DUAL Nvidia GeForce GTX 1080 mobile GPU's with 8GB GDDR5X on each GPU
    32GB (2x16GB) DDR4 2400MHz (PC4 19200) system RAM (supporing up to 64GB with 4 total slots)
    OCZ RD400 M.2 512GB NVMe SSD (supports two M.2 80mm SSD's and two 2.5" 9.5mm height drives)
    Intel dual band Ultra - 802.11AC 8260 + Bluetooth 4.2 M.2 Combo Card
    Dual 330W AC adapters with a power converter box for a total of 660W power output

    Other items that come with the system: thermal paste, owner's manual, two hard drive adapter brackets to convert from 7mm to 9.5mm, two drive brackets to install into system, drivers DVD, Windows 10 install USB drive (that's a purchased add-on)

    The laptop is about 17" wide by 12" deep, and about 2" at its thickest point including the feet. It weighs in at a hefty 12 lbs 6 oz, that's about 5.6kg! Each of the two 330W nuclear fusion power bricks that fuel this beast weigh in at 2lbs 12oz each, and are 8" x 4" x 1.75" in dimension connected through a dual converter box into the single 4 pin connector to the back of the laptop.

    [​IMG]

    You can see my video preview of the system here:




    OVERVIEW

    First, a general overview of the system. This sucker is big and heavy, but what do you expect from a portable to end gaming desktop? It has a plastic matte black lid with faceted accents that light up and configurable with the keyboard backlighting software. Opening the laptop lid feels smooth as the single wide center mounted hinge feels robust and steady through the swing of the lid that goes to about 20-30 degrees past vertical to its furthest point. Black metal speaker grilles of irregular quadrilateral shape sit on the outboard side of the laptop hinge. The entire laptop is comprised of facets at irregular angles except the hinge which is rounded in shape, but overall it has a very stealth combat plane look to it.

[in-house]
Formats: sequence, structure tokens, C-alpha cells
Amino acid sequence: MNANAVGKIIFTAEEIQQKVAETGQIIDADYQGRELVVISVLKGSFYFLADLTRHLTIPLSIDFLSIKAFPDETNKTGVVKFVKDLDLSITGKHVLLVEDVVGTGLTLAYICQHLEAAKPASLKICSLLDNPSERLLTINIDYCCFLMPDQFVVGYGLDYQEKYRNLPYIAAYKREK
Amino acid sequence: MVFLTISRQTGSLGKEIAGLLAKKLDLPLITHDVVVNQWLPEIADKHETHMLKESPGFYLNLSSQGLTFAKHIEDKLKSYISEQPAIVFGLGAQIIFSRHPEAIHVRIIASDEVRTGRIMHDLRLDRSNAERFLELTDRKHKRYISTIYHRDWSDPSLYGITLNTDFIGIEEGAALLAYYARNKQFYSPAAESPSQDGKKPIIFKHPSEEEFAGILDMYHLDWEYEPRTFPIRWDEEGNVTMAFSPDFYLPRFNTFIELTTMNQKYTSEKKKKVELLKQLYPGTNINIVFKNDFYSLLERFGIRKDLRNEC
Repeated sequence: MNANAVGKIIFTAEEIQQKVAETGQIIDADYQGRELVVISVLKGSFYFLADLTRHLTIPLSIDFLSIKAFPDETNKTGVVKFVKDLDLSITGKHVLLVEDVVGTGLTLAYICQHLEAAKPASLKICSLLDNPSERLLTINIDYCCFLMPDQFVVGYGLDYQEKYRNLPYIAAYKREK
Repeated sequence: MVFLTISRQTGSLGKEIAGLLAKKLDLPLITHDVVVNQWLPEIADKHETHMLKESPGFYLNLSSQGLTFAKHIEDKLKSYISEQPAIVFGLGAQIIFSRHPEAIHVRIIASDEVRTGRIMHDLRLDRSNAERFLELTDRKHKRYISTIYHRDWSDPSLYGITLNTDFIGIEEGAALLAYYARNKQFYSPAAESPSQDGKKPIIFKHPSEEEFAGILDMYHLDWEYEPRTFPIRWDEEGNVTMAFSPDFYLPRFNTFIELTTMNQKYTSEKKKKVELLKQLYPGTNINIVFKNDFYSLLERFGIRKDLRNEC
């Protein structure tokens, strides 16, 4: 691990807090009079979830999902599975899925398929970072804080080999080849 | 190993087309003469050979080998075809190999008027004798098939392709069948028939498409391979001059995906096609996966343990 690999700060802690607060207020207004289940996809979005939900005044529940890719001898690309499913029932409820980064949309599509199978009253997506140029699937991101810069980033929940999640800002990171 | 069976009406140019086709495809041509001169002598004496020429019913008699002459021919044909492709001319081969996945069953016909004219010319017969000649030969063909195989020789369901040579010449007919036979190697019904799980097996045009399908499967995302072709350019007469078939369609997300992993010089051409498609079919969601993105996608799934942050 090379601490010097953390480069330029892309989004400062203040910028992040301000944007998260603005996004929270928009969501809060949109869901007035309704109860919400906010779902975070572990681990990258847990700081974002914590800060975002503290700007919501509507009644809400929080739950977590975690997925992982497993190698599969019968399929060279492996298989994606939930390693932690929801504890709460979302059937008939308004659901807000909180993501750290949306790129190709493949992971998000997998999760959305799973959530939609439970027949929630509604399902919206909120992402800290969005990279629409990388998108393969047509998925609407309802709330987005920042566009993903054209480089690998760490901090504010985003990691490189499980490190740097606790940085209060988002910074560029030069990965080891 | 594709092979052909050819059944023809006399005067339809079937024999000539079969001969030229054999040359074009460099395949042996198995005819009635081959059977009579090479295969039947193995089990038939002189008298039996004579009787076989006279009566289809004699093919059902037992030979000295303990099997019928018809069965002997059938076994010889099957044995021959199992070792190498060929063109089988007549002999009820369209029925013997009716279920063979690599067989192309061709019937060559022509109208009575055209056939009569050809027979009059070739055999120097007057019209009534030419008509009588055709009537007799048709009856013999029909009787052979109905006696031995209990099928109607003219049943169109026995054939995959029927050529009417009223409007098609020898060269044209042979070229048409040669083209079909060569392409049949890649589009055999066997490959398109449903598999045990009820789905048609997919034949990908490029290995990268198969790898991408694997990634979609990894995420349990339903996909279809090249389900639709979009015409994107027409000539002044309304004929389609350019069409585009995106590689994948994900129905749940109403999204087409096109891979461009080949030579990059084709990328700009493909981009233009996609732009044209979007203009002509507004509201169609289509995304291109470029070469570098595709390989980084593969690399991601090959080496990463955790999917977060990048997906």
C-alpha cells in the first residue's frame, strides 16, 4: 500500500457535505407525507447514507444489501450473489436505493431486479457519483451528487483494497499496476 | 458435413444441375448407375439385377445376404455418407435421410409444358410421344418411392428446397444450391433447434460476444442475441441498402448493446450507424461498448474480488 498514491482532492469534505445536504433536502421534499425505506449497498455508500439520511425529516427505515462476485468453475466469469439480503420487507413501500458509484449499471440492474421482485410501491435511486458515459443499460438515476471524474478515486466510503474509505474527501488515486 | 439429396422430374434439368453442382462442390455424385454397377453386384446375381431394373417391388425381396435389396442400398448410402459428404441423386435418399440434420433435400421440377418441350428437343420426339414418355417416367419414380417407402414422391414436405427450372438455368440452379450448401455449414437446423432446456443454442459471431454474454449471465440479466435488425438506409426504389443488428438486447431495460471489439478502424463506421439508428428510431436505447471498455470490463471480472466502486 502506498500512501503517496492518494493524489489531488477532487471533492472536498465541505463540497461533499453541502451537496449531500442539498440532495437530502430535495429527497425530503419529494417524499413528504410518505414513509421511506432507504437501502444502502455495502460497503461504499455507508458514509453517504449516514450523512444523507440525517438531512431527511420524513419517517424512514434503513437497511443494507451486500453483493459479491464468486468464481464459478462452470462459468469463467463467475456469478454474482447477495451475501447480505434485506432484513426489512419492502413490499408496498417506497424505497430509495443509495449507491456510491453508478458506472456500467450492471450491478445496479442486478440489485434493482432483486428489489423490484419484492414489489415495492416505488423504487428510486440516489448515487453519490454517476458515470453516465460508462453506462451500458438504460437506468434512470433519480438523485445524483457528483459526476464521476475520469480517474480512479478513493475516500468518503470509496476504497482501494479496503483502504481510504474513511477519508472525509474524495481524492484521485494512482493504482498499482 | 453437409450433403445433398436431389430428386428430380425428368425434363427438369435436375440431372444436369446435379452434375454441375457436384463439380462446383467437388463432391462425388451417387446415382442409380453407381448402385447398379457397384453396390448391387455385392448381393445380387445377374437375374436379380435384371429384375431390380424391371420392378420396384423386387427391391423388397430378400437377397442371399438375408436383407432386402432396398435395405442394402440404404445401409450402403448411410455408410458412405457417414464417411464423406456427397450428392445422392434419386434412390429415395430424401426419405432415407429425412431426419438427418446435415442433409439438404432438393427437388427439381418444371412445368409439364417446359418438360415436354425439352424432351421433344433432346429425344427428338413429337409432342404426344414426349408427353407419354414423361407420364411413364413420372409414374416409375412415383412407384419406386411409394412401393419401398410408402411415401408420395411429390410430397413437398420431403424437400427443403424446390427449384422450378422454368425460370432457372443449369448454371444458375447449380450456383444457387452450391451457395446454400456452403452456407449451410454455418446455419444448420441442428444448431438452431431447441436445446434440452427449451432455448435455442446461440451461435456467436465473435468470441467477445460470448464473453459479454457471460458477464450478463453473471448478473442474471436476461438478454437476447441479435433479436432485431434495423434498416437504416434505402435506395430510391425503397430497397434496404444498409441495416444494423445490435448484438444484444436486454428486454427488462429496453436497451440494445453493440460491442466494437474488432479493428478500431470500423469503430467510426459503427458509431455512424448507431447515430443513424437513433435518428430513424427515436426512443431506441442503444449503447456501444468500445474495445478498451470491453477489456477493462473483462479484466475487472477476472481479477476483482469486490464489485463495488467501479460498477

[​IMG]

    [​IMG]

    A large round chrome trimmed power button that lights up white when powered on, sits above the keyboard, with white status lights adorned on either side of it.